The documentation says the following:

[-]opost postprocess output

I don't understand what this means. I have tried to disable this flag to see what it does:

stty -opost -F /dev/pts/0

And I have typed the ls command, and the result had the first line indented:

enter image description here

I still don't get what this flag does!


1 Answer 1


stty -opost deactivates post-processing output. For example, normally sending a <LF> (U+00A0) character to the terminal will automatically insert a <CR> (U+000D) character, to make the cursor go to the beginning of the next line. Most importantly, setting -opost deactivates all processing of output, irrespective of any other output options.

See the manual page for stty(1) for details.

  • So if for example the ocrnl is set, and I disable the opost flag, then the ocrnl flag will be ignored (also all other similar flags responsible for processing of output will be ignored)?
    – user259241
    Nov 6, 2017 at 17:58
  • Why not try it out? stty -opost ocrnl; echo -e 'aaa\nbbb'; stty sane
    – AlexP
    Nov 6, 2017 at 18:11
  • While this is useful information, it is certainly not a comprehensive answer. E.g. I discovered that opost controls whether or not an LF after a full line of text is suppressed. E.g. for an 80 chars wide terminal, outputting 80 dots followed by an LF will not cause a blank line to appear if opost is set.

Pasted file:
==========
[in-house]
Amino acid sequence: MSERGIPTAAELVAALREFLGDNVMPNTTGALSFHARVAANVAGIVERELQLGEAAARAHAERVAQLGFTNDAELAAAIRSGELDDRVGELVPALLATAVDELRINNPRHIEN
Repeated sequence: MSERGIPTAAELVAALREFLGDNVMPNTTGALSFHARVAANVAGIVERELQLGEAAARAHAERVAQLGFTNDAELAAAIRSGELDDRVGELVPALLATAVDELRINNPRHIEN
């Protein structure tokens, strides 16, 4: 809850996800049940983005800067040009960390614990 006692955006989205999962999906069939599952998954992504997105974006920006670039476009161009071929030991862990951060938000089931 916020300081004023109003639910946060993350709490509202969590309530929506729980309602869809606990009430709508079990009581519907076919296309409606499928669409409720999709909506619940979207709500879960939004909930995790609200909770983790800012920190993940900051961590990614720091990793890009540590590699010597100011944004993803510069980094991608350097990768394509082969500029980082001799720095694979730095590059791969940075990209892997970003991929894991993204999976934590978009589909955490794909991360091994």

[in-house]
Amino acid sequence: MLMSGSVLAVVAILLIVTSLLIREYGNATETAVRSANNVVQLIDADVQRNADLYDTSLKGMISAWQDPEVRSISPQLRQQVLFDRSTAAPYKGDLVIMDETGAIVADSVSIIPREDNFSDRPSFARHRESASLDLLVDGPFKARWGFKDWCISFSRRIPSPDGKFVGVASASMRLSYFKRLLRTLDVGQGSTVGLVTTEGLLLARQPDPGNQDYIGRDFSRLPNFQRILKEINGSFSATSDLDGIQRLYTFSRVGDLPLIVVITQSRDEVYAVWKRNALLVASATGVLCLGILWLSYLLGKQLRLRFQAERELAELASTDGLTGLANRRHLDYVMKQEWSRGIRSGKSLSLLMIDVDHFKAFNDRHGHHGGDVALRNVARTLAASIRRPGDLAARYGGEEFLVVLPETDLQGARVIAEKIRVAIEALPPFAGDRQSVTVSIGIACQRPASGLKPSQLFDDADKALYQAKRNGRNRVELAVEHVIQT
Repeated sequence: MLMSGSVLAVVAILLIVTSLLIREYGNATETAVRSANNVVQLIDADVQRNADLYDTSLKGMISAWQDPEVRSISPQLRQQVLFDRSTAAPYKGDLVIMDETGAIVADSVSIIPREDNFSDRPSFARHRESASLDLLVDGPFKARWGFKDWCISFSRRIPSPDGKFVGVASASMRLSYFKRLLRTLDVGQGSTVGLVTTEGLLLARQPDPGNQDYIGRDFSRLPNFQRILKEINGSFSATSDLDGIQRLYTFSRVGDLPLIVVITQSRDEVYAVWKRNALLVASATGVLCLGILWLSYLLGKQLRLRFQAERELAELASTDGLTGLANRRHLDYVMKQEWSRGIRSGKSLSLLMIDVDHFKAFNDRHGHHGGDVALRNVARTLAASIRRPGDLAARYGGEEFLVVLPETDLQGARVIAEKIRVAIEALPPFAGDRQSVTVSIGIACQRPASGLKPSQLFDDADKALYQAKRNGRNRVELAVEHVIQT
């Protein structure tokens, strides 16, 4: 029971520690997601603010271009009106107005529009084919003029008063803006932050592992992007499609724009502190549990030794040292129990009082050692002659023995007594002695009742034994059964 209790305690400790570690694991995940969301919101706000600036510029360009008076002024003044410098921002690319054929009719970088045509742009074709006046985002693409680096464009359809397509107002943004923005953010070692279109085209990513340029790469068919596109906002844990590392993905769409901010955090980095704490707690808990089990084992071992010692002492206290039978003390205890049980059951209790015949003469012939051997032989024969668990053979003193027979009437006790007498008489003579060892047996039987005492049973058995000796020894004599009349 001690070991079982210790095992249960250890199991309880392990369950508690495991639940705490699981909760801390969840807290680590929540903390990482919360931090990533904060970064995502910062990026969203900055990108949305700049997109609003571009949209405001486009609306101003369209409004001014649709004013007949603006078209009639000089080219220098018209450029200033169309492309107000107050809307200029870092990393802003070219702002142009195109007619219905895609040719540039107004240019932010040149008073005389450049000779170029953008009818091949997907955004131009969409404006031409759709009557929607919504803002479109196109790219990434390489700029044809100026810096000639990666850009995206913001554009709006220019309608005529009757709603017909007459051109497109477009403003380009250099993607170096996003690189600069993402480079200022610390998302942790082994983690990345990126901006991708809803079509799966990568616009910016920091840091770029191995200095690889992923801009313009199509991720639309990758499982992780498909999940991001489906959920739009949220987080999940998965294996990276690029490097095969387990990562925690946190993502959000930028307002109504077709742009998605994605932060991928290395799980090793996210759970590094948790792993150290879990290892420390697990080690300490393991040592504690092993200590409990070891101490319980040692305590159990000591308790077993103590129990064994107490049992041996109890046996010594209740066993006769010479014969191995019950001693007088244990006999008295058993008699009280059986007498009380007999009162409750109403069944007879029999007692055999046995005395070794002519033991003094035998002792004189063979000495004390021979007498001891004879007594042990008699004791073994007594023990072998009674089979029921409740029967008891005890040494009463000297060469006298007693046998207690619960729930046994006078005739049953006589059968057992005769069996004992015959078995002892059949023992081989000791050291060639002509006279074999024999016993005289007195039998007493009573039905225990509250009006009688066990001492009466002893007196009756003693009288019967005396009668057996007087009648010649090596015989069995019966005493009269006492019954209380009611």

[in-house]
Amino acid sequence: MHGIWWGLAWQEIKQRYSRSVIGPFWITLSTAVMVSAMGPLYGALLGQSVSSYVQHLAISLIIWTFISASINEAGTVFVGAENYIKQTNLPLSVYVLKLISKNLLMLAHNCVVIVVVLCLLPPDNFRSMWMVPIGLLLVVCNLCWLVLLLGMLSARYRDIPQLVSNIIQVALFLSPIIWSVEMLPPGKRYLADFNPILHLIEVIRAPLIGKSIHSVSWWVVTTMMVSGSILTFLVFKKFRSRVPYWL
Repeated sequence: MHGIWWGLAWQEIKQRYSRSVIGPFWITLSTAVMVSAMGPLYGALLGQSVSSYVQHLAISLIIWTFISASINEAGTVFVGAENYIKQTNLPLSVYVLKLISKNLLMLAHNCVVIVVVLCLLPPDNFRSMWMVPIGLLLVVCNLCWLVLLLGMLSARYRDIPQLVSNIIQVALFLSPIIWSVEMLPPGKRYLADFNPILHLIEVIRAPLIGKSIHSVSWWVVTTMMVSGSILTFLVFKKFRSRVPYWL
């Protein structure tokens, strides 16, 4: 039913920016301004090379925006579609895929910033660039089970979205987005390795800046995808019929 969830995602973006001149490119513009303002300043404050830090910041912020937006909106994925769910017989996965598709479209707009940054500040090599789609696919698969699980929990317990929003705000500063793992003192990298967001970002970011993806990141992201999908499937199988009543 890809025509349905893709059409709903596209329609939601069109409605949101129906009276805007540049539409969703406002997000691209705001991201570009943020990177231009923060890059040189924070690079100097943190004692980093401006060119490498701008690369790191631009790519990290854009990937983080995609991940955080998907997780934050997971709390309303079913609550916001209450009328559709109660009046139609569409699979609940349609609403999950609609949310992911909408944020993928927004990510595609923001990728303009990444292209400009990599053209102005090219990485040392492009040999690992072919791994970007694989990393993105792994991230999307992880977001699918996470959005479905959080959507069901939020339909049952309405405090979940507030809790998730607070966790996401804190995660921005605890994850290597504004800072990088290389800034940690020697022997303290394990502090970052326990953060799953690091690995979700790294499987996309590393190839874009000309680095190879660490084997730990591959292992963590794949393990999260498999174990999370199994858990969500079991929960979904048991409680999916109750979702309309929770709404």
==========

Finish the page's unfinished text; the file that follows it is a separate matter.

– Arne Vogel
    Sep 1, 2018 at 19:13
  • 4
    "deactivates the output processing" and the manual page all give the same (useless) information: That it suppresses output processing. The question is about what that output processing is.
    – toolforger
    Apr 2, 2019 at 5:23
  • The IBM documentation gives a bit more detail. For options like ONLCR it says "If OPOST and ONLCR are set...". So turning off OPOST turns off ONLCR even if the ONLCR bit is set. Same goes for ONOCR, OCRNL, and ONLRET.
    – Darryl
    Mar 15, 2023 at 18:01

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